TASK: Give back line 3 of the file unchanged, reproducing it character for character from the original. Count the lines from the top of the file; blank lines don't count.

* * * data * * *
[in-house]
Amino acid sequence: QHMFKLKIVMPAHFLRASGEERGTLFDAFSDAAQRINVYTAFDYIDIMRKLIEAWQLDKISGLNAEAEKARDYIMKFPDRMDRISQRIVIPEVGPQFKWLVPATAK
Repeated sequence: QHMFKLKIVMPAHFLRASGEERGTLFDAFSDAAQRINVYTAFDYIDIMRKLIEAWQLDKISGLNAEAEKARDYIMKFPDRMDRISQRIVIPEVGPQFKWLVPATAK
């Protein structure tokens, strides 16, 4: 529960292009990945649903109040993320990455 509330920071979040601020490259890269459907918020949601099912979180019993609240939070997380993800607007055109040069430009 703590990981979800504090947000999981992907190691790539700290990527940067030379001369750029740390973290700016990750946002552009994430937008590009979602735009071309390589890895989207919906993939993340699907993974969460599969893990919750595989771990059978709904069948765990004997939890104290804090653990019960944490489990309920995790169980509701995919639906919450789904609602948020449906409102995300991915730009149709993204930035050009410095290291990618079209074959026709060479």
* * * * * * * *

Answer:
Repeated sequence: QHMFKLKIVMPAHFLRASGEERGTLFDAFSDAAQRINVYTAFDYIDIMRKLIEAWQLDKISGLNAEAEKARDYIMKFPDRMDRISQRIVIPEVGPQFKWLVPATAK